An article in Ha'aretz Jan. 30 says that Israeli Attorney General Menachem Mazuz has approved the government's application of its 1950 Absentee Property Law to confiscate about one half of Palestinian-owned land in East Jerusalem. Thousands of Palestinians who live elsewhere in the West Bank and are cut off from their lands by the Separation Wall are having their lands and property seized on the grounds that they don't live in Israel. Israel plans to redistribute the confiscated land to Jews only. The decision was made secretly by the government in July. The Absentee law stipulates that those whose land is confiscated have no right to appeal the action, nor any right to compensation. According to the lawyer representing some of those who are losing property, Israel plans to colonize E. Jerusalem's Muslim Quarter as well.
Following an agreement with Indian authorities, Burma has turned its guns on the Naga separatist rebels it had previously sheltered--bringing the war to its own soil. Fighting is said to be raging in the jungle along the border with India as Burmese troops attack bases of the National Socialist Council of Nagaland (NSCN), a guerilla group which has been seeking an independent Naga state since 1980. NSCN leader Kuhalo Mulatonu pledges his fighters will resist to the end. At least 15 are already reported dead.
The separatist insurgency that has been shaking Paksitan's Baluchistan province--strategically bordering Afghanistan--since the beginning of the year seemed to have come out of nowhere. Finally, a Jan. 29 account in the BBC sheds some light. It seems the natural gas field at Sui lies at the heart of the unrest. Typically, it is a source of much of Pakistan's national wealth, yet little of it returns to the local peoples.
In a little-noted but potentially ominous move, Halliburton has announced that is pulling out of Iran, where it has long maintained oil industry maintenance services, exploiting loopholes in the sanctions. The company's CEO Dave Lesar said "the business environment currently in Iran is not conducive to our overall strategy and objectives." (AFP, Jan. 29)
Former UN weapons inspector Scott Ritter argues in a Jan. 25 piece for al-Jazeera that the so-called "Salvador Option" for Iraq has already been used. He writes that in the months after Paul Bremer took over the Coalition Provisional Authority in June 2003, "the streets of Baghdad crawled with scores of assassination squads." Dozens of Baathist leaders were rubbed out by the Iran-backed Badr militia, with the collaboration of the CIA and Pentagon Special Operations. The Badr militia was later reined in by Bremer as an unreliable proxy, but this unlikely alliance between radical Shi'ites and US military forces could be rebuilt.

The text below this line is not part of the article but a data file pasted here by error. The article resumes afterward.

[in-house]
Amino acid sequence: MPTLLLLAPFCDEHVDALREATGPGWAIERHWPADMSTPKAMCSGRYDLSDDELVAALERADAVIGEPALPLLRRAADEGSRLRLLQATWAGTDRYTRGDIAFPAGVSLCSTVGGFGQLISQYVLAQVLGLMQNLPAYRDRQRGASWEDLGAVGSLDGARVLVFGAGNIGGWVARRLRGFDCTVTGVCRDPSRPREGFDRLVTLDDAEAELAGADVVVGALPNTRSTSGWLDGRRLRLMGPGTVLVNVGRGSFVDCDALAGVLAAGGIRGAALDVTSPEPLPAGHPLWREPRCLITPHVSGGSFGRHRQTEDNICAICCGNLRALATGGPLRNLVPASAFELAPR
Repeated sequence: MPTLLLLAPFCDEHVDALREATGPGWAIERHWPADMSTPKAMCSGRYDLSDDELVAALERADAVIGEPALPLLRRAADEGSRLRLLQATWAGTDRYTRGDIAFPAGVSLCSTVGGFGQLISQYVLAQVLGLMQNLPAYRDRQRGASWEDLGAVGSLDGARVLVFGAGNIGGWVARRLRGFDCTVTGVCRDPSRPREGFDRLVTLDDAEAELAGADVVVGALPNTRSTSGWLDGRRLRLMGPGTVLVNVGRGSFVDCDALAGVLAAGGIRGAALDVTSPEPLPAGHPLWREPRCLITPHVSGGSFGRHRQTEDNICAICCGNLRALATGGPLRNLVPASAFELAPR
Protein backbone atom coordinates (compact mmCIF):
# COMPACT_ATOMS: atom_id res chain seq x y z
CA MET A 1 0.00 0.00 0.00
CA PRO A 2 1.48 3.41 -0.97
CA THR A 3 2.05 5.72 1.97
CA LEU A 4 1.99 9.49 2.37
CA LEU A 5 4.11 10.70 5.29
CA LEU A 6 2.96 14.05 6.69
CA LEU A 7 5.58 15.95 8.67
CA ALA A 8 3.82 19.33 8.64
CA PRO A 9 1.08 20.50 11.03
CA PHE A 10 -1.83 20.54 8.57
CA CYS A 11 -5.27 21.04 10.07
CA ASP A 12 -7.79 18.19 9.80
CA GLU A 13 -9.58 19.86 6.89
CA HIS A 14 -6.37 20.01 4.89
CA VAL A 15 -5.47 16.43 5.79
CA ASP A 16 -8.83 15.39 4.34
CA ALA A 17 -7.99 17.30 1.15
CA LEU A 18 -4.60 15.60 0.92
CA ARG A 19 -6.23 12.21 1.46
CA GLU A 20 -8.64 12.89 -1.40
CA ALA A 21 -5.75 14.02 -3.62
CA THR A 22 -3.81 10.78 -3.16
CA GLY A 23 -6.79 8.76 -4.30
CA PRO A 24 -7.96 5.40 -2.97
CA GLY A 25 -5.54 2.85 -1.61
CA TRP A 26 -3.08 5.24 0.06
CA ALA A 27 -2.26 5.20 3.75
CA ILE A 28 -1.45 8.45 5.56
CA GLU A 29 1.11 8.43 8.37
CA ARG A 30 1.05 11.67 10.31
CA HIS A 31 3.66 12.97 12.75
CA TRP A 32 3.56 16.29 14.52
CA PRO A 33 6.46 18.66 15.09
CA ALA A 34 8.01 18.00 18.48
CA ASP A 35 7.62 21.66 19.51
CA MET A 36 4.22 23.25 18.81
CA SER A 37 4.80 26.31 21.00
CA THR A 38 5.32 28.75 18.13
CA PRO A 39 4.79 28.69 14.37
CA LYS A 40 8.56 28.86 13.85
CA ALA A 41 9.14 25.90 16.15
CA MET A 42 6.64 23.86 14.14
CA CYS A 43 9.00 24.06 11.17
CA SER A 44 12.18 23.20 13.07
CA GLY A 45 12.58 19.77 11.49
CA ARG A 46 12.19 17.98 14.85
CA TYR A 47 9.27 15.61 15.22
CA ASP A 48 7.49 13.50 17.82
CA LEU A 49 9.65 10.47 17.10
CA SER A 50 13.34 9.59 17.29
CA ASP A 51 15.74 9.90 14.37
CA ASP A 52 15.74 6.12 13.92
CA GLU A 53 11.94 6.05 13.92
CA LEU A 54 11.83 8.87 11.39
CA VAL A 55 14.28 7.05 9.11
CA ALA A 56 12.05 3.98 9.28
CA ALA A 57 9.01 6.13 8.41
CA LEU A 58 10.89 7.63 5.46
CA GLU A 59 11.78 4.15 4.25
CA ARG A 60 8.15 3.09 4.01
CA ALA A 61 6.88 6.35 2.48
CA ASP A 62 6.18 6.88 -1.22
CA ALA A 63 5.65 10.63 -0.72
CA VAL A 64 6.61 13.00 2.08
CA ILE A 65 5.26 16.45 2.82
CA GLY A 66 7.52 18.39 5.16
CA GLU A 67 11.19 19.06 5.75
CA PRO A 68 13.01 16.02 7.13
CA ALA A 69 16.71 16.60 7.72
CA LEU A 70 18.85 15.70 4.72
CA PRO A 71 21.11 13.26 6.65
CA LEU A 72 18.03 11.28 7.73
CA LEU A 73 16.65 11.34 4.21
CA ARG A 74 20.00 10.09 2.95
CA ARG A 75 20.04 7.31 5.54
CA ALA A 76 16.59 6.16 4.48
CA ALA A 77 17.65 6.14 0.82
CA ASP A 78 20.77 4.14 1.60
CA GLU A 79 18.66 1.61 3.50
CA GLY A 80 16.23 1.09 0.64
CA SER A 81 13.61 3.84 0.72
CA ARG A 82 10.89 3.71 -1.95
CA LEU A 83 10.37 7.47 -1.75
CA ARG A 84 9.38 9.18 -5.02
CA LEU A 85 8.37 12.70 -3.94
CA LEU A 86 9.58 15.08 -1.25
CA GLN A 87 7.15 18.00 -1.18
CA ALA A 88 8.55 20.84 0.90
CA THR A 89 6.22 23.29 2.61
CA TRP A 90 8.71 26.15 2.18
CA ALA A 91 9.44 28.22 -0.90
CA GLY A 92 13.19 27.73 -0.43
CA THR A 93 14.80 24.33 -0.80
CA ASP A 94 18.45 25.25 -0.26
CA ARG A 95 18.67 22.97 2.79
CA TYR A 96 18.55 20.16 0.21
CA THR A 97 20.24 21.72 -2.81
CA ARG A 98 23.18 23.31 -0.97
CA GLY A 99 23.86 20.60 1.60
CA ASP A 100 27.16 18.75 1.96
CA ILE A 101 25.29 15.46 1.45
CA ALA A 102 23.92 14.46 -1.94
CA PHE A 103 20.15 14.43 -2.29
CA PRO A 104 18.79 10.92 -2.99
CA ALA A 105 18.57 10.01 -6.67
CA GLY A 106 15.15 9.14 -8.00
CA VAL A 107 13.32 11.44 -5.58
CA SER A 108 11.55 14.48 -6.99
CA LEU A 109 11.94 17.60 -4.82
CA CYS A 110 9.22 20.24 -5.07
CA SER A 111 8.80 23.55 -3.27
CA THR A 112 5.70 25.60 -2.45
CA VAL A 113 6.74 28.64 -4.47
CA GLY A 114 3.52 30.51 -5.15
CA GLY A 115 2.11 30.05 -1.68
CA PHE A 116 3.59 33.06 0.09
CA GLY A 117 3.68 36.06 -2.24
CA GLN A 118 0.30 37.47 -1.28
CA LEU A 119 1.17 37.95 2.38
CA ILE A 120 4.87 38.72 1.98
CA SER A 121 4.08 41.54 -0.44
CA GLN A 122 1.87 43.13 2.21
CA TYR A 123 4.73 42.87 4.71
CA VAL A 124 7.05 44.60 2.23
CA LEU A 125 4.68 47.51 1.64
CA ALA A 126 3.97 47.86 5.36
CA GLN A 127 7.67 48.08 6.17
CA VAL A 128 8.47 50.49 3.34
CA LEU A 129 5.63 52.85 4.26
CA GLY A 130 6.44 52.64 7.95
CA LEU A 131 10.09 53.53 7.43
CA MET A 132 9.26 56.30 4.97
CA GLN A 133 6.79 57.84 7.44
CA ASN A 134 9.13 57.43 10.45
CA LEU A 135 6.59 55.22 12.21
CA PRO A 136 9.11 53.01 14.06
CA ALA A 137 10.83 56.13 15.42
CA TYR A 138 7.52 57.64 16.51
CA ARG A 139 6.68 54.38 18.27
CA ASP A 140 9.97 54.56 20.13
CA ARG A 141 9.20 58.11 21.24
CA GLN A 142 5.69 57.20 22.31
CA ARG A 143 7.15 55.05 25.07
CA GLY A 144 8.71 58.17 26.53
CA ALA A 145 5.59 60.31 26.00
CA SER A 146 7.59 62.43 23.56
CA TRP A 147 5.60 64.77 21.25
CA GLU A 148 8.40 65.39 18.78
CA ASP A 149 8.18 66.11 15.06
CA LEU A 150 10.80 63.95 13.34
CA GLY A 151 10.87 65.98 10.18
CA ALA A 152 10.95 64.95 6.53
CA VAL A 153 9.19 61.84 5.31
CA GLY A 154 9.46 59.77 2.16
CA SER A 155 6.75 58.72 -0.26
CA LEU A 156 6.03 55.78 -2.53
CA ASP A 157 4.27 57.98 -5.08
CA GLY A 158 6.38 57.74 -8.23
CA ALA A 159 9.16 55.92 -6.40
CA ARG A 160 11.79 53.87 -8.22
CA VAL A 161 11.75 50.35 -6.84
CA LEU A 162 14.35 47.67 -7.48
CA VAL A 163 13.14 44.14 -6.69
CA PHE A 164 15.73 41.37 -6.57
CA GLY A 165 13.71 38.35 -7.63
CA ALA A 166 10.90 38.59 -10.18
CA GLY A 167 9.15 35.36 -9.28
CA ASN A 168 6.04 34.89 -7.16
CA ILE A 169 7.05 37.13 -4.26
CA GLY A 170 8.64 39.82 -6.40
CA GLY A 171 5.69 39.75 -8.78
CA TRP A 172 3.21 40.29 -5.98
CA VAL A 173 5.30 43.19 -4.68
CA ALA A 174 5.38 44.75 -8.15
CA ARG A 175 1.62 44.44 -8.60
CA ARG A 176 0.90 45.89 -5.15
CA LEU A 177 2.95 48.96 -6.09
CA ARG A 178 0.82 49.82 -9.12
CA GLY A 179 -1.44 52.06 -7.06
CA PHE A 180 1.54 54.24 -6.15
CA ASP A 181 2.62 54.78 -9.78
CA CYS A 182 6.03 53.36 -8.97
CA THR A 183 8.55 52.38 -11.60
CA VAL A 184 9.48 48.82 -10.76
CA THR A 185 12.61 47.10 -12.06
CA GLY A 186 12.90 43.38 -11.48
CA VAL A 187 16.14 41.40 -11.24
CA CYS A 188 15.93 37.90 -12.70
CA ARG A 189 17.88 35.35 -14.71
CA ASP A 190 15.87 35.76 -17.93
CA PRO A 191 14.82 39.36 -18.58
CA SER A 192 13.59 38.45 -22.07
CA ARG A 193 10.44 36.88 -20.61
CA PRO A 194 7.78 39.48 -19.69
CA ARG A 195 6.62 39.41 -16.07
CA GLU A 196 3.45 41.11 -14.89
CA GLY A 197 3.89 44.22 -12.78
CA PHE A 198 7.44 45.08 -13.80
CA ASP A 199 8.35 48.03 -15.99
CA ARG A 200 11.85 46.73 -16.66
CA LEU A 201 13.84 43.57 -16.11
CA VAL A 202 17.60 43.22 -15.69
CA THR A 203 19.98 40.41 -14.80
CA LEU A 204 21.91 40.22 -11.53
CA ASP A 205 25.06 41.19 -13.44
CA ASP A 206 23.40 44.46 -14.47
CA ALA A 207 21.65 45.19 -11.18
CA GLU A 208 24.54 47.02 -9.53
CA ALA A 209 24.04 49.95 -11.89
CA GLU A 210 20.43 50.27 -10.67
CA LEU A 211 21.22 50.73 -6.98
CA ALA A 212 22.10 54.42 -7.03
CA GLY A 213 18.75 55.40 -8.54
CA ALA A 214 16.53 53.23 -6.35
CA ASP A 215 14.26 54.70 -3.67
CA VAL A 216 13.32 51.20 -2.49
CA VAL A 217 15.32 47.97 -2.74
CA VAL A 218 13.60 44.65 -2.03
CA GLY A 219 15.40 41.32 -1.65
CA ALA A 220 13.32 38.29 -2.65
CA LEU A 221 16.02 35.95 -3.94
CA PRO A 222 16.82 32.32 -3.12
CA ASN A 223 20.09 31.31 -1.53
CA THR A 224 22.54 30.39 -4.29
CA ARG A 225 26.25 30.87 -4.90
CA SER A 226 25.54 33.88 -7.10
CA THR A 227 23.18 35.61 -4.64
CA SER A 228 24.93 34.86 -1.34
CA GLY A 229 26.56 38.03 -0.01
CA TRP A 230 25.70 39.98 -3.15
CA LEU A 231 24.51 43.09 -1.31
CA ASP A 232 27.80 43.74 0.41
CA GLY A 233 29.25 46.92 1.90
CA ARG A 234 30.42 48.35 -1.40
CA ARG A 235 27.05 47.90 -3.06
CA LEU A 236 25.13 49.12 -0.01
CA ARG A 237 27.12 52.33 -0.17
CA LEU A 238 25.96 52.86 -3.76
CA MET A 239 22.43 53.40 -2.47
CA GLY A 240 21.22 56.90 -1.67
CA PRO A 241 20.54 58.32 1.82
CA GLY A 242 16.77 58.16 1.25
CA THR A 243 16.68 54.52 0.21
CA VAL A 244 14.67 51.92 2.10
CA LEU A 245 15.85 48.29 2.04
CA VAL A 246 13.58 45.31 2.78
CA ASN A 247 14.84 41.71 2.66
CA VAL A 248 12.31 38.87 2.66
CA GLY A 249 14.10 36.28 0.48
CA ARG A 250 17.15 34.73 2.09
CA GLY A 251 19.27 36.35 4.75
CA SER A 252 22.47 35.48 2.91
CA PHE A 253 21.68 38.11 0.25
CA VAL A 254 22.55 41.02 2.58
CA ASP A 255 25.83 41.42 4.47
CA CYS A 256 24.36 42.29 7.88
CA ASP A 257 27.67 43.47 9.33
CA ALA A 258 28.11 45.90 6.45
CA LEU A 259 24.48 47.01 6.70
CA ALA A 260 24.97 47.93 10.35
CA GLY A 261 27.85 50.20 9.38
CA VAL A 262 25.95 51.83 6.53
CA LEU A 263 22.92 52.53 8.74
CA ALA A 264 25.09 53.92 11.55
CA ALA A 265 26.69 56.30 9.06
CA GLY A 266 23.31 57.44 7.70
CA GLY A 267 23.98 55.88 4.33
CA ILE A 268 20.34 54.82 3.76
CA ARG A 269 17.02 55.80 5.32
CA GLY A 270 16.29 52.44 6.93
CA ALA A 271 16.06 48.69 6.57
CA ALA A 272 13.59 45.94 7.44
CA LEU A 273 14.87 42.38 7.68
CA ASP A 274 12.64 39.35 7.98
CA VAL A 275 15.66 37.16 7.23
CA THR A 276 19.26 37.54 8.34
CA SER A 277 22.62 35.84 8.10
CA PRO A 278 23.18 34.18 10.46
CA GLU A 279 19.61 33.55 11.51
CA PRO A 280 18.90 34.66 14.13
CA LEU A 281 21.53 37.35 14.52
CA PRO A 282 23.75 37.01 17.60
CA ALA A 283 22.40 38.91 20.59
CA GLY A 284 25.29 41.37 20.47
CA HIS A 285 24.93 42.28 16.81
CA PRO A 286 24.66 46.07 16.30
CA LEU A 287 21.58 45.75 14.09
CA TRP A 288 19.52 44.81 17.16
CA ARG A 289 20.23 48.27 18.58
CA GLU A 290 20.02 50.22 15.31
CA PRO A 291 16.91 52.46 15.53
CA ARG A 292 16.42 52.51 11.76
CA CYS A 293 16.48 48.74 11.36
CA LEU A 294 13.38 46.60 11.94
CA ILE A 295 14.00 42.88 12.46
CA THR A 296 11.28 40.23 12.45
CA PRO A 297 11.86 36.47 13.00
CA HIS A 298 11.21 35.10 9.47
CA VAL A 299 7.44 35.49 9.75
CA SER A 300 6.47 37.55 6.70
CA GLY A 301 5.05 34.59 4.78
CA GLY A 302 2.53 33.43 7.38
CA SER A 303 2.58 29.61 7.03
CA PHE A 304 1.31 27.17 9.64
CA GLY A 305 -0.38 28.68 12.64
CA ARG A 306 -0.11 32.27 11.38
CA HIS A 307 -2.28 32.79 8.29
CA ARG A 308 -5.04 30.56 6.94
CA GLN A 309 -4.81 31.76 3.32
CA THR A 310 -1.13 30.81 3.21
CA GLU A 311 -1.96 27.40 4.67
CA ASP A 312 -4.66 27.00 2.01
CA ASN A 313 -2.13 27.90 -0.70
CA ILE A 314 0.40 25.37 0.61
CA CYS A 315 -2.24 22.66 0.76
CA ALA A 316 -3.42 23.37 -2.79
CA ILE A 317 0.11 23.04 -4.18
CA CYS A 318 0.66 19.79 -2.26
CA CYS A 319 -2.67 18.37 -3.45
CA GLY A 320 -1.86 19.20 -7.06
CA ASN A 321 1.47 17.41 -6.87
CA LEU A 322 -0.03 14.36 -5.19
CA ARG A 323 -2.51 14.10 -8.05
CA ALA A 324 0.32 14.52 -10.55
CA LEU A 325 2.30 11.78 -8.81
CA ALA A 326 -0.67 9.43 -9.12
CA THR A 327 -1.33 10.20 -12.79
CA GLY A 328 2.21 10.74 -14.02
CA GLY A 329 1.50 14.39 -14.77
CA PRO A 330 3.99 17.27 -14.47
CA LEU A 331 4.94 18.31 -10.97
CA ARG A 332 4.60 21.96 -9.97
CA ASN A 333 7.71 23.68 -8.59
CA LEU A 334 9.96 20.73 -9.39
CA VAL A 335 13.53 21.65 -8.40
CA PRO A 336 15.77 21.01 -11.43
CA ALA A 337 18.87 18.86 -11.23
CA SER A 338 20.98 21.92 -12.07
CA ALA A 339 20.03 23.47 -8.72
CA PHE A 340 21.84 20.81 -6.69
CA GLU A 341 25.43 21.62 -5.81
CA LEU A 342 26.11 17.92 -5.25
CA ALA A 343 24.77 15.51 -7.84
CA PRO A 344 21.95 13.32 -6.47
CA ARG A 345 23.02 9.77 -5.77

Bahrain's Gulf Daily News reports that Iraq's elections are taking place under a "climate of fear," with at least 30 killed Jan 27 alone in roadside ambushes, twin suicide attacks in Samarra and fighting on Baghdad's Haifa Street, which seems to be an insurgent stronghold. Two US troops were among the dead--just one day after a helicopter crash killed 31 Marines, making the 26th the bloodiest day of the war so far for Iraqi forces.
The US is petitioning the UN Security Council not to prosecute Darfur war criminals--just another piece of Washington's ongoing campaign against the International Criminal Court, which could one day be used against US troops or political leaders. Meanwhile, a report by a five-person UN panel released Jan. 28 conveniently finds that while the Darfur violence is part of a government-orchestrated systematic campaign, it does not constitue "genocide". (IHT, Jan. 28) Just a day later, African Union peacekeepers reported that a Sudanese government airstrike on the Darfur village of Shangil Tobaya (40 miles south of El Fasher) left at least 100 civilians dead, and caused a thousand more to flee. Some 10,000 have fled violence in the Shangil Tobaya area in the past two weeks. (Boston Globe, Jan. 29) Pretty impolitic--you'd think the Khartoum butchers would have a better sense of timing. Then again, I guess they are entitled to their hubris, given how the whole world is giving them a blank check for butchery.
They did it again. On Jan. 24, the Supreme Court ruled 6-2 that police sending a drug-sniffing dog into a car in a traffic stop is constitutionally permissible, even in the absense of any evidence of drug use. The ruling reverses an Illinois Supreme Court decision in the case of Roy Cabelles, who was stopped for going six miles over the speed limit and now faces marijuana charges.